#1 – U.S. History to 1870 (Eric Mayer, Victor Valley College, total of 6104 points)

#2 – America in the Progressive Era (Robert Bannister, Swarthmore College, 6000 points)

#3 – The American Colonies (Bruce Dorsey, Swarthmore College, 5589 points)

#4 – The American Civil War (Sheila Culbert, Dartmouth College, 5521 points)

#5 – Early Modern Europe (Andrew Plaa, Columbia University, 5485 points)

#6 – The United States since 1945 (Robert Griffith, American University, 5109 points)

#7 – American Political and Social History II (Robert Dykstra, University at Albany, State University of New York, 5048 points)

#8 – The World Since 1500 (Sarah Watts, Wake Forest University, 4760 points)

#9 – The Military and War in America (Nicholas Pappas, Sam Houston State University, 4740 points)

#10 – World Civilization I (Jim Jones, West Chester University of Pennsylvania, 4636 points)

This is, of course, a completely unscientific study. It obviously gives an advantage to older syllabi, since those courses have been online longer and thus could show up in search results for several years. On the other hand, the ten syllabi listed here range almost uniformly from 1998 to 2005.

Whatever its faults, the study does provide a good sense of the most visible and viewed syllabi on the web (high Google rankings help these syllabi get into a lot of Syllabus Finder search results), and I hope it provides a sense of the kinds of syllabi people frequently want to consult (or crib)—mostly introductory courses in American history. The variety of institutions represented is also notable (and holds true beyond the top ten; no domination by, e.g., Ivy League schools). I’ll probably do some more sophisticated analyses when I have the time; if there’s interest from this blog’s audience I’ll calculate the most popular history syllabi from 2005 courses, or the top ten for other topics. If you would like to read a far more elaborate (and scientific) data-mining study I did using the Syllabus Finder, please take a look at “By the Book: Assessing the Place of Textbooks in U.S. Survey Courses.”

[How the rankings were determined: 1 point was awarded for each time a syllabus showed up in a Syllabus Finder search result; 10 points were awarded for each time a Syllabus Finder user clicked through to view the entire syllabus; 100 points were awarded for each percent of “attractiveness,” where 100% attractive meant that every time a syllabus made an appearance in a search result it was clicked on for further information. For instance, the top syllabus appeared in 1211 searches and was clicked on 268 times (22.13% of the searches), for a point total of 1211 + (268 X 10) + (22.13 X 100) = 6104.]

The Wikipedia Story That’s Being Missed

With all of the hoopla over Wikipedia in the recent weeks (covered in two prior posts), most of the mainstream as well as tech media coverage has focused on the openness of the democratic online encyclopedia. Depending on where you stand, this openness creates either a Wild West of publishing, where anything goes and facts are always changeable, or an innovative mode of mostly anonymous collaboration that has managed to construct in just a few years an information resource that is enormous, often surprisingly good, and frequently referenced. But I believe there is another story about Wikipedia that is being missed, a story unrelated to its (perhaps dubious) openness. This story is about Wikipedia being free, in the sense of the open source movement—the fact that anyone can download the entirety of Wikipedia and use it and manipulate it as they wish. And this more hidden story begins when you ask, Why would Google and Yahoo be so interested in supporting Wikipedia?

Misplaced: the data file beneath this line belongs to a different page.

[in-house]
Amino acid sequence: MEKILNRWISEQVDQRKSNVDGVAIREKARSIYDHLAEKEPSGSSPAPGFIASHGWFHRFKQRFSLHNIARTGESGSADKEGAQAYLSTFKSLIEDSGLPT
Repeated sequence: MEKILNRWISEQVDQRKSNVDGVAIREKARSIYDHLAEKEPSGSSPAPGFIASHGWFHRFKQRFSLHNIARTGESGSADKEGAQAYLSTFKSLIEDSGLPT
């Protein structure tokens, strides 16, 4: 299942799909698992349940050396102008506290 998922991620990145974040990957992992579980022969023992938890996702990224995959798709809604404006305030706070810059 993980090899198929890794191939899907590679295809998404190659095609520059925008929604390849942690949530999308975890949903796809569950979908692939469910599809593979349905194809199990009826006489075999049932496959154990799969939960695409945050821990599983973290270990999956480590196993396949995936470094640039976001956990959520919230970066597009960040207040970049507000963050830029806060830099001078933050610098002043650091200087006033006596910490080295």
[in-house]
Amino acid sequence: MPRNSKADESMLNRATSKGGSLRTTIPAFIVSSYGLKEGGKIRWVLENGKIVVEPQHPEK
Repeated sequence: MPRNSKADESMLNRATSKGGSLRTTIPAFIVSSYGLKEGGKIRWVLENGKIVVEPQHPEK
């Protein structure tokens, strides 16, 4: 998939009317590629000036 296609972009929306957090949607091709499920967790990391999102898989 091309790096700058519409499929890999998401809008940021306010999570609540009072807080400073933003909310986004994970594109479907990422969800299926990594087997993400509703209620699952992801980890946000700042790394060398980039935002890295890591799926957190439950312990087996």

This year Google and Yahoo pledged to give various freebies to Wikipedia, such as server space and bandwidth (the latter can be the most crippling expense for large, highly trafficked sites with few sources of income). To be sure, both of these behemoth tech companies are filled with geeks who appreciate the anti-authoritarian nature of the Wikipedia project, and probably a significant portion of the urge to support Wikipedia comes from these common sentiments. Of course, it doesn’t hurt that Google and Yahoo buy their bandwidth in bulk and probably have some extra lying around, so to speak.

But Google and Yahoo, as companies at the forefront of search and data-mining technologies and business models, undoubtedly get an enormous benefit from an information resource that is not only open and editable but also free—not just free as in beer but free as in speech. First of all, affiliate companies that Yahoo and Google use to respond to queries, such as, primarily use Wikipedia as their main source, benefiting greatly from being able to repackage Wikipedia content (free speech) and from using it without paying (free beer). And Google has recently introduced an automated question-answering service that I suspect will use Wikipedia as one of its resources (if it doesn’t already).

But in the longer term, I think that Google and Yahoo have additional reasons for supporting Wikipedia that have more to do with the methodologies behind complex search and data-mining algorithms, algorithms that need full, free access to fairly reliable (though not necessarily perfect) encyclopedia entries.

Let me provide a brief example that I hope will show the value of having such a free resource when you are trying to scan, sort, and mine enormous corpora of text. Let’s say you have a billion unstructured, untagged, unsorted documents related to the American presidency in the last twenty years. How would you differentiate between documents that were about George H. W. Bush (Sr.) and George W. Bush (Jr.)? This is a tough information retrieval problem because both presidents are often referred to as just “George Bush” or “Bush.” Using data-mining algorithms such as Yahoo’s remarkable Term Extraction service, you could pull out of the Wikipedia entries for the two Bushes the most common words and phrases that were likely to show up in documents about each (e.g., “Berlin Wall” and “Barbara” vs. “September 11” and “Laura”). You would still run into some disambiguation problems (“Saddam Hussein,” “Iraq,” “Dick Cheney” would show up a lot for both), but this method is actually quite a powerful start to document categorization.

I’m sure Google and Yahoo are doing much more complex processes with the tens of gigabtyes of text on Wikipedia than this, but it’s clear from my own work on H-Bot (which uses its own cache of Wikipedia) that having a constantly updated, easily manipulated encyclopedia-like resource is of tremendous value, not just to the millions of people who access Wikipedia every day, but to the search companies that often send traffic in Wikipedia’s direction.

Update [31 Jan 2006]: I’ve run some tests on the data mining example given here in a new post. See Wikipedia vs. Encyclopaedia Britannica for Digital Research.